Summer Medicine: Evaluation & Treatment of Snakebites

Hailing from the Pacific Northwest, where snakes are common, but not a health hazard, I rarely think about the possibility of snakebite emergencies. Now, living in Tennessee, things are different. There are a number of venomous snakes indigenous to the United States. Summertime, when outdoor activities, like wading in creeks and working in fields is common, snakes do pose a potentially serious danger. The other day while I was working in the emergency department, a patient arrived with the first serious snakebite we have seen this summer, prompting me to brush up on my envenomation know-how.

If you’re a nurse practitioner practicing in an area where patients have the potential to present with bites from venomous snakes, it is essential that you are prepared to address these in your practice. If you live in an area where venomous snake incidents are less likely, (after considering yourself lucky!) familiarize yourself with envenomation treatment protocols on the off chance that a patient gets a little too cozy with a serpentine pet. Check out the following overview of the evaluation and treatment of snakebites.

Venomous Snakes in the United States

Most snakebites are a result of nonpoisonous snakes, however, each year in the United States, about 8,000 venomous snakebites occur. The most common culprit is the rattlesnake. Rattlesnakes, along with copperheads, cottonmouths, or water moccasins, belong to the pit viper family. 99 percent of venomous snakebites in the United States are caused by pit vipers. Coral snakes, native to the deep South, and Arizona, are responsible for the remainder of venomous bites.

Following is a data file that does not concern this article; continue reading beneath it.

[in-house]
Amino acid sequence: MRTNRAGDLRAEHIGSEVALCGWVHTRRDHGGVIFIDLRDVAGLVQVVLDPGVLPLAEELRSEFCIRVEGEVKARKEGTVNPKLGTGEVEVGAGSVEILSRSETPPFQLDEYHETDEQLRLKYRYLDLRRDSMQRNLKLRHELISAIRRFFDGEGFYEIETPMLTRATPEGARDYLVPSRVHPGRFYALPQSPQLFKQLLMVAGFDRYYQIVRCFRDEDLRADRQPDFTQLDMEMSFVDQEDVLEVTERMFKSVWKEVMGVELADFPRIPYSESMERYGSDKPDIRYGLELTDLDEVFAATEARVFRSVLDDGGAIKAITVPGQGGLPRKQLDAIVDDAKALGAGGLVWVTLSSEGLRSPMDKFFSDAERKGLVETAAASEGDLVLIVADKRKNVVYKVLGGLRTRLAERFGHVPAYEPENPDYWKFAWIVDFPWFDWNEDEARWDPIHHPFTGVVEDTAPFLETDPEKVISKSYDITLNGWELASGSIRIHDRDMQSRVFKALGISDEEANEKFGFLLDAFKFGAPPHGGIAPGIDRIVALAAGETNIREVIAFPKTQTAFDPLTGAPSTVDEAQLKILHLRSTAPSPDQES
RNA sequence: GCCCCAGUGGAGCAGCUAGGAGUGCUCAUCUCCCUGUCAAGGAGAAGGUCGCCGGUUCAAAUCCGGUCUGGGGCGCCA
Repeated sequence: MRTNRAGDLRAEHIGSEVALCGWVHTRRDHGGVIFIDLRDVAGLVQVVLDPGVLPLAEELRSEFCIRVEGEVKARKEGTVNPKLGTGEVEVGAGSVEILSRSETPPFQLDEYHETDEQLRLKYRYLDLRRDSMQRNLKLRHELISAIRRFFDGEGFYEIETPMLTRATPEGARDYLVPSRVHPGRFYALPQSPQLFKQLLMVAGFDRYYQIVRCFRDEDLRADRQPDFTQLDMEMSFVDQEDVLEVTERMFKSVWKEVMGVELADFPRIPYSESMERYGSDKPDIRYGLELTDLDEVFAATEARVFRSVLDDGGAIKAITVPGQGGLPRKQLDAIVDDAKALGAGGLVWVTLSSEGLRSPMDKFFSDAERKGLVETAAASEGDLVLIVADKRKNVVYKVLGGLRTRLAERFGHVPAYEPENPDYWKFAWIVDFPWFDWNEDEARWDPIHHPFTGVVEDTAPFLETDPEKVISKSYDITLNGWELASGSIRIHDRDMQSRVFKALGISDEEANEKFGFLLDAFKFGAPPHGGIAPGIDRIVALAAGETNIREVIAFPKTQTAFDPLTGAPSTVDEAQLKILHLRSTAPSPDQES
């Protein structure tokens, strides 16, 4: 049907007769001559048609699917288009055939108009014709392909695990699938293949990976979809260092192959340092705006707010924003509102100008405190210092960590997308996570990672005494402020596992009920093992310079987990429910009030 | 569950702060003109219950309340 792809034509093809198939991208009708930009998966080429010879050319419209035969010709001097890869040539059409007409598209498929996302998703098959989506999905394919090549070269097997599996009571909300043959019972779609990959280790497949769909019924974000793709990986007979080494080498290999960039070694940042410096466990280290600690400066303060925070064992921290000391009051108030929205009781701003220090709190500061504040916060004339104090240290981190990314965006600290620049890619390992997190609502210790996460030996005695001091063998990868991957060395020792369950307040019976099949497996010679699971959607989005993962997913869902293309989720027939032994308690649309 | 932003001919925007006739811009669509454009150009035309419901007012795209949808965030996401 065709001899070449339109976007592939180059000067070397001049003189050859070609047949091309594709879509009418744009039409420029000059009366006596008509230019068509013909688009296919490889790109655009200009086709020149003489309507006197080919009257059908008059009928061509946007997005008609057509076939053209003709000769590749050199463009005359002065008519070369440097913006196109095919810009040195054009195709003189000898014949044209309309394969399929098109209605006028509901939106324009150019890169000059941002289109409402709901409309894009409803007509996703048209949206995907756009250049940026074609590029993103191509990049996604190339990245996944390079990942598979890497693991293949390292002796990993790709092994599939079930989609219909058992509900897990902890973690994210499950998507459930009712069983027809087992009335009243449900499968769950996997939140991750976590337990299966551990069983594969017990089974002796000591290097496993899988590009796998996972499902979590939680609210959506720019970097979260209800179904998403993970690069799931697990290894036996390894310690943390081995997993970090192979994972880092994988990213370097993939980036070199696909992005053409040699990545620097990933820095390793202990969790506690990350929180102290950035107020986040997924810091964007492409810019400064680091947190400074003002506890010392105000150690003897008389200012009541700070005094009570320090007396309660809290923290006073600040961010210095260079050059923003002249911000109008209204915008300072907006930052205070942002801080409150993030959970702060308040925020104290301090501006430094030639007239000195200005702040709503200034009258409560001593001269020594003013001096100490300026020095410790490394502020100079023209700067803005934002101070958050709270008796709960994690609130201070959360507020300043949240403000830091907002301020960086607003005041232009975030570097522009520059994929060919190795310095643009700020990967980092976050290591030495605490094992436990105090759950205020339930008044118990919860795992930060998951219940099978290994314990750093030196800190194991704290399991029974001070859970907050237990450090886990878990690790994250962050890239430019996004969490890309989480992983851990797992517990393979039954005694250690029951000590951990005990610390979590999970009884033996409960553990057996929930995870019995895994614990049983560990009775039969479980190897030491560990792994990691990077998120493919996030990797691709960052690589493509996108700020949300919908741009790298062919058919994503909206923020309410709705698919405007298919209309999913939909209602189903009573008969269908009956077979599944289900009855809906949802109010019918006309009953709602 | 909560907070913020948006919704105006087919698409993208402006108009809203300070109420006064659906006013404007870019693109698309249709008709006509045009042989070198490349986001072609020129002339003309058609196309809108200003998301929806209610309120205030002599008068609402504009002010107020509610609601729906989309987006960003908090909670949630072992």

Snakebites are most common from April to October, when people spend time outdoors. White males make up 76% of snakebite victims, with 50% of victims aged between 18 and 28 years. The overwhelming majority of snakebites occur to an extremity.

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Venomous snake bites can cause symptoms ranging from mild, such as puncture wounds and local swelling, to severe, such as coagulopathy, renal failure, and shock.

Venom 101

Not all snakebites are created equal. The amount of venom delivered by the snake depends on the amount of time that has elapsed since the last bite, the perceived level of threat by the snake, and the size of prey. The goal of releasing venom is to immobilize the victim, and begin the digestive process.